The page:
Five new technologies move quickly from pilot to deployment
WASHINGTON – The Transportation Security Administration (TSA) today announced that the agency has awarded $52.3 million worth of contracts to deploy security technology piloted at airports and mass transit facilities in recent months, moving to quickly bring enhanced screening equipment to the nation's travelers. Newly procured technology includes: advanced technology (AT) X-ray; automated explosives detection (auto-EDS) for the checkpoint; bottled liquid scanners; passive millimeter wave; and a cast/prosthetics screening device.
“These purchases will significantly enhance our suite of technologies while improving security,” said TSA Administrator Kip Hawley. “Better technology leverages the skills of our officers more efficiently and improves our ability to adapt in real-time to changes in the threat environment.”
Following pilot testing at Reagan National, New York-Kennedy, Los Angeles International and Albuquerque airports, Rapiscan Systems (620DV) and Smiths Detection (HI-SCAN 6040aTIX) were awarded $9.3 million and $21 million contracts, respectively, to each provide approximately 125 of their AT X-ray systems. AT X-ray is a catch phrase for a group of high-definition, multi-view systems that provides clearer, more defined images of baggage than traditional, single view X-ray currently in use by TSA.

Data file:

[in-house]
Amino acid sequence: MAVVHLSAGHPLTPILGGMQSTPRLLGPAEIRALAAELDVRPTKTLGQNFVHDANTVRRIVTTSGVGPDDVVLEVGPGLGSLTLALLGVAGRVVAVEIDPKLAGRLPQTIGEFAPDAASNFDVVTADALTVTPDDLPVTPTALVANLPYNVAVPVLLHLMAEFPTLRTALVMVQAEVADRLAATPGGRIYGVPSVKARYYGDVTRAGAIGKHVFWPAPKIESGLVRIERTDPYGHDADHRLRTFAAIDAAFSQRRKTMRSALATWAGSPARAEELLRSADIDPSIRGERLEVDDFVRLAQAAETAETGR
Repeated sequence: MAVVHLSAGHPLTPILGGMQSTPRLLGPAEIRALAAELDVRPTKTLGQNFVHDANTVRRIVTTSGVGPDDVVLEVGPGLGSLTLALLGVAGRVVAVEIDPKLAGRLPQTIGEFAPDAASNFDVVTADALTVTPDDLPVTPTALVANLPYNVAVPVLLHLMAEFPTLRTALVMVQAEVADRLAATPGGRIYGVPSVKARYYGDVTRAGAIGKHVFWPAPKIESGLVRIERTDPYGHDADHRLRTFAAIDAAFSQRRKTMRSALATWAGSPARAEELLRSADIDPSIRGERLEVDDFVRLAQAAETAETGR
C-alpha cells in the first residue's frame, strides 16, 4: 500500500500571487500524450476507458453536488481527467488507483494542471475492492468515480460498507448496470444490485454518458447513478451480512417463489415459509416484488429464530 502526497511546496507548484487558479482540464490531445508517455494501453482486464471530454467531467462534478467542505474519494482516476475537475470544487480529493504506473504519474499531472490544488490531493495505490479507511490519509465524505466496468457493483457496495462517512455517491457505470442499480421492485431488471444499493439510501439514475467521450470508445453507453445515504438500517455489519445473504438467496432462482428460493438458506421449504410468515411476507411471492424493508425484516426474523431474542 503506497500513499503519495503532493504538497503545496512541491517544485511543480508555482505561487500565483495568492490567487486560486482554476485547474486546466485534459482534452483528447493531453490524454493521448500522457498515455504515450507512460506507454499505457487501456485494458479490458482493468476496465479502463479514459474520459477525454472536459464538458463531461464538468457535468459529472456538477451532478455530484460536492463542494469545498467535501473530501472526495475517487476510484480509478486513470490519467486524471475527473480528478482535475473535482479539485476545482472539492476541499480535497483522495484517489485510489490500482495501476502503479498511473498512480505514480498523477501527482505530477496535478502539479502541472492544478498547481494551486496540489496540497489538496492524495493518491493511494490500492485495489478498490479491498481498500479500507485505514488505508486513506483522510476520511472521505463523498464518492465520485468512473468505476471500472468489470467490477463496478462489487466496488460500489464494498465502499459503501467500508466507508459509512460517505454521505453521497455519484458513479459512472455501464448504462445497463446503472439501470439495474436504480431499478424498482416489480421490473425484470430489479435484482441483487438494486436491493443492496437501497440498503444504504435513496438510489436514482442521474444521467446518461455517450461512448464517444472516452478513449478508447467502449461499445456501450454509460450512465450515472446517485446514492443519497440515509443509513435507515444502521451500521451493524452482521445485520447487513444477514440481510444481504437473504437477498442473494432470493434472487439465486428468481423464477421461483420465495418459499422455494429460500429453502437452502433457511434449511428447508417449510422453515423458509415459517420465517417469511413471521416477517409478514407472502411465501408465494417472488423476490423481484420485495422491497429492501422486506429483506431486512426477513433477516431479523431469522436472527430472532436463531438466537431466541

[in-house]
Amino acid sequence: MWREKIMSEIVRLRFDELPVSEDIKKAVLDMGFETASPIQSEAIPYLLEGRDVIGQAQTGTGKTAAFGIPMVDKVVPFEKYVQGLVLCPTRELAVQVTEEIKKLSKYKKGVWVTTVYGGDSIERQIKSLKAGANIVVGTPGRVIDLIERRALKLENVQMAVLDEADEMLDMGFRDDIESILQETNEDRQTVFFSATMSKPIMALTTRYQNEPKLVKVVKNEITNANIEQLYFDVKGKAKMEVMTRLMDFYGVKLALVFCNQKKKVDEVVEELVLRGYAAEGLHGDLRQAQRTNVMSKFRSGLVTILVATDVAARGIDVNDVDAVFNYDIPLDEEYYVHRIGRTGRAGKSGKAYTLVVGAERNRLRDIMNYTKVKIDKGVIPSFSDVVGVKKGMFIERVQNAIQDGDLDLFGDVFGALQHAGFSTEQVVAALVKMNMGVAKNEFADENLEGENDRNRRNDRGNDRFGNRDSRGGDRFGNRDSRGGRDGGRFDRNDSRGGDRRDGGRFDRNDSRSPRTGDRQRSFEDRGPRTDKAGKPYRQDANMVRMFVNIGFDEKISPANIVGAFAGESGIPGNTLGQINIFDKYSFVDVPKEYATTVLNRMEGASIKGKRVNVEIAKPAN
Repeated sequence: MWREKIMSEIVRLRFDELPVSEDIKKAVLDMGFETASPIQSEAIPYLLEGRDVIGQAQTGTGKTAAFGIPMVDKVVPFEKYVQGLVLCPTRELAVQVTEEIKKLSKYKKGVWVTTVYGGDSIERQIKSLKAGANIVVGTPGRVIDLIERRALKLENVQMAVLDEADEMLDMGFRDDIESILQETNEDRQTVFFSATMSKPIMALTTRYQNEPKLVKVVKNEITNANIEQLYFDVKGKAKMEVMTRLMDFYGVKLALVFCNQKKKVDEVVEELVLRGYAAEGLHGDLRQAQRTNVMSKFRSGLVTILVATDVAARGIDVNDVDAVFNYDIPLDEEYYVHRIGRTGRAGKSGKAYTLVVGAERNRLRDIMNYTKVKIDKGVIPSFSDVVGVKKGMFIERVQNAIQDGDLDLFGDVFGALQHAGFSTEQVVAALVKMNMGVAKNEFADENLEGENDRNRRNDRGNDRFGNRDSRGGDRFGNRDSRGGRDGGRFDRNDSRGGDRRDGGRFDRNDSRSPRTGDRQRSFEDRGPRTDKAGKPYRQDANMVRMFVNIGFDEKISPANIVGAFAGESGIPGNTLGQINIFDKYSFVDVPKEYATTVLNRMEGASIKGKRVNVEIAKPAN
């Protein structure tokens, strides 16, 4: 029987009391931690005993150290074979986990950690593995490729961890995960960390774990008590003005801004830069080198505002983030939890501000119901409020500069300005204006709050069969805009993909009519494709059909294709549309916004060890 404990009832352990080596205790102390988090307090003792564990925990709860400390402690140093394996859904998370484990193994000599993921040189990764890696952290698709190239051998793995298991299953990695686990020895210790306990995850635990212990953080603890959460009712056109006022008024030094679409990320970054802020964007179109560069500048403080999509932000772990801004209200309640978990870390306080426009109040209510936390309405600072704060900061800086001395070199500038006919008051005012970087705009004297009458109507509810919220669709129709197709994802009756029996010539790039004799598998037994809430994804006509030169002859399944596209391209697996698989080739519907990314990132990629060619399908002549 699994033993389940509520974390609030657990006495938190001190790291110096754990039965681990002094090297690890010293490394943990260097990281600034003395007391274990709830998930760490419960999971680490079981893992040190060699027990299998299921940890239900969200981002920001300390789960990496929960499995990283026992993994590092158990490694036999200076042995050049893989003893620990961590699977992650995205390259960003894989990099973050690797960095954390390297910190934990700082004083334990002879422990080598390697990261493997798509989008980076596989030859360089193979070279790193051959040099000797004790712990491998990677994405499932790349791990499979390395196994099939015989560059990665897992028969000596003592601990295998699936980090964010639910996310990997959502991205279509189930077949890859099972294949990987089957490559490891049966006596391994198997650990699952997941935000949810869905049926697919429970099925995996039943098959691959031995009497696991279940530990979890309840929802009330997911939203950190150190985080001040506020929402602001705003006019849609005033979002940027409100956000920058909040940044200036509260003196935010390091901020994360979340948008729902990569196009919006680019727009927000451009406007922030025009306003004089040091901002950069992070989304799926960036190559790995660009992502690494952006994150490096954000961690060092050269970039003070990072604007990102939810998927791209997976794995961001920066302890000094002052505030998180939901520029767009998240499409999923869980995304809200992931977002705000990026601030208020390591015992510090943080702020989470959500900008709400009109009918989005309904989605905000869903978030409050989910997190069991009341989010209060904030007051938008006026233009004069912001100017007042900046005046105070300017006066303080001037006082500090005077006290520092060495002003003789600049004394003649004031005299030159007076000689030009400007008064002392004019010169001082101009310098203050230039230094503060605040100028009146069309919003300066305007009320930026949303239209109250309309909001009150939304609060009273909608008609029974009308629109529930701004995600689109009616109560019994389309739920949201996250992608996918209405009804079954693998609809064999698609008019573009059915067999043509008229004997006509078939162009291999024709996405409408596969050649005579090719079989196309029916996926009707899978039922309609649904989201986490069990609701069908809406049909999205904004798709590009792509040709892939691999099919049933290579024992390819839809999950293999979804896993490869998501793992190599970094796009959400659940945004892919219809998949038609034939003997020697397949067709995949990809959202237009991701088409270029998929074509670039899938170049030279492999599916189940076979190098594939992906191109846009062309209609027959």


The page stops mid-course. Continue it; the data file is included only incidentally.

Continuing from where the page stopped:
In addition, TSA has purchased auto-EDS machines from Analogic Corporation and Reveal Imaging Technologies for checkpoint applications. Both companies' technology use computed tomography (CT), the same explosives detection technology used in checked baggage screening. The technology generates a three-dimensional image that can be viewed and rotated on three axes for thorough image evaluation. TSA has initially purchased 12 Cobra units from Analogic at a value of $7.6 million, and eight Fusion units from Reveal for $5.6 million.
TSA has procured passive millimeter wave technology from Planning Systems, Inc., for use in mass transit environments. The technology detects and measures the waves naturally emitted by the human body and determines if there is anything concealed on the human body. TSA has purchased 12 SPO-7 units from Planning Systems for $3 million.
Spectrum San Diego has been awarded a $1.7 million contract for TSA to deploy 37 of its CastScope cast and prosthetics screening devices. The CastScope was designed to screen passengers with casts, braces, heavy bandages or prosthetics by providing a backscatter X-ray image for TSA to assess concealed threats. TSA was involved from the beginning stages of the development of this technology, dating back several years.
Finally, TSA has awarded contracts to Nomadics, Inc. and Smiths Detection for hand-held explosives detection scanners. TSA procured 200 Fido PaxPoint units from Nomadics for $3.4 million to differentiate liquid explosives from common, benign liquids and 23 SABRE units from Smiths Detection for $650,000 to provide mobile explosive trace and vapor detection capabilities.
Many contracts allow for additional purchases over the next two years, and TSA will establish a deployment schedule for initial purchases in the coming weeks and months. For additional information on TSA's security technologies, visit TSA.gov.